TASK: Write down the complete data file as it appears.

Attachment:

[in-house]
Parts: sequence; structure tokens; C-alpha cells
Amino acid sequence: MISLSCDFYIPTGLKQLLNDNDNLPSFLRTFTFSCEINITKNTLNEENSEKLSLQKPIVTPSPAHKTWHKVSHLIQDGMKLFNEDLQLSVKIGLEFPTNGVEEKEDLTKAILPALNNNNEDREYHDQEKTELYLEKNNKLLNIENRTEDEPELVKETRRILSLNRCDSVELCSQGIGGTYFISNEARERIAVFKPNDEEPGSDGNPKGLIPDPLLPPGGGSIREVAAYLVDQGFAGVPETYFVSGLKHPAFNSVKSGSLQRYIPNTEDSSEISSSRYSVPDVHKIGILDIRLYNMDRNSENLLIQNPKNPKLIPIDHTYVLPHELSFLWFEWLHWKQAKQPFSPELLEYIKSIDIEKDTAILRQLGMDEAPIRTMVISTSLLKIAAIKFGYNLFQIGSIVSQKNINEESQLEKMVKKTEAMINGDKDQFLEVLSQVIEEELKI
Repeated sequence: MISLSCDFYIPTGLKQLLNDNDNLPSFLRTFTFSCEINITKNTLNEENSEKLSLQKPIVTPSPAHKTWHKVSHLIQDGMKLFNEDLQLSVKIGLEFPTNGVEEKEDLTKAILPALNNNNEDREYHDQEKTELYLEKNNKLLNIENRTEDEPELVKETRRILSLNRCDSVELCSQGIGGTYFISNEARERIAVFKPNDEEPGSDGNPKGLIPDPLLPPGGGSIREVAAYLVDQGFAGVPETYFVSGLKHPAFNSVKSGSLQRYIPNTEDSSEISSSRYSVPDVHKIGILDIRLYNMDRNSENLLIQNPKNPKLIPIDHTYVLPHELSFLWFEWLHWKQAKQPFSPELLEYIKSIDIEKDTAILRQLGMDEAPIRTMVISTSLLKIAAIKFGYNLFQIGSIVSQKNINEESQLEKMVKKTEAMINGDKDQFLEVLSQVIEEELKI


[in-house]
Parts: sequence; structure tokens; C-alpha cells
Amino acid sequence: MISLSCDFYIPTGLKQLLNDNDNLPSFLRTFTFSCEINITKNTLNEENSEKLSLQKPIVTPSPAHKTWHKVSHLIQDGMKLFNEDLQLSVKIGLEFPTNGVEEKEDLTKAILPALNNNNEDREYHDQEKTELYLEKNNKLLNIENRTEDEPELVKETRRILSLNRCDSVELCSQGIGGTYFISNEARERIAVFKPNDEEPGSDGNPKGLIPDPLLPPGGGSIREVAAYLVDQGFAGVPETYFVSGLKHPAFNSVKSGSLQRYIPNTEDSSEISSSRYSVPDVHKIGILDIRLYNMDRNSENLLIQNPKNPKLIPIDHTYVLPHELSFLWFEWLHWKQAKQPFSPELLEYIKSIDIEKDTAILRQLGMDEAPIRTMVISTSLLKIAAIKFGYNLFQIGSIVSQKNINEESQLEKMVKKTEAMINGDKDQFLEVLSQVIEEELKI
Repeated sequence: MISLSCDFYIPTGLKQLLNDNDNLPSFLRTFTFSCEINITKNTLNEENSEKLSLQKPIVTPSPAHKTWHKVSHLIQDGMKLFNEDLQLSVKIGLEFPTNGVEEKEDLTKAILPALNNNNEDREYHDQEKTELYLEKNNKLLNIENRTEDEPELVKETRRILSLNRCDSVELCSQGIGGTYFISNEARERIAVFKPNDEEPGSDGNPKGLIPDPLLPPGGGSIREVAAYLVDQGFAGVPETYFVSGLKHPAFNSVKSGSLQRYIPNTEDSSEISSSRYSVPDVHKIGILDIRLYNMDRNSENLLIQNPKNPKLIPIDHTYVLPHELSFLWFEWLHWKQAKQPFSPELLEYIKSIDIEKDTAILRQLGMDEAPIRTMVISTSLLKIAAIKFGYNLFQIGSIVSQKNINEESQLEKMVKKTEAMINGDKDQFLEVLSQVIEEELKI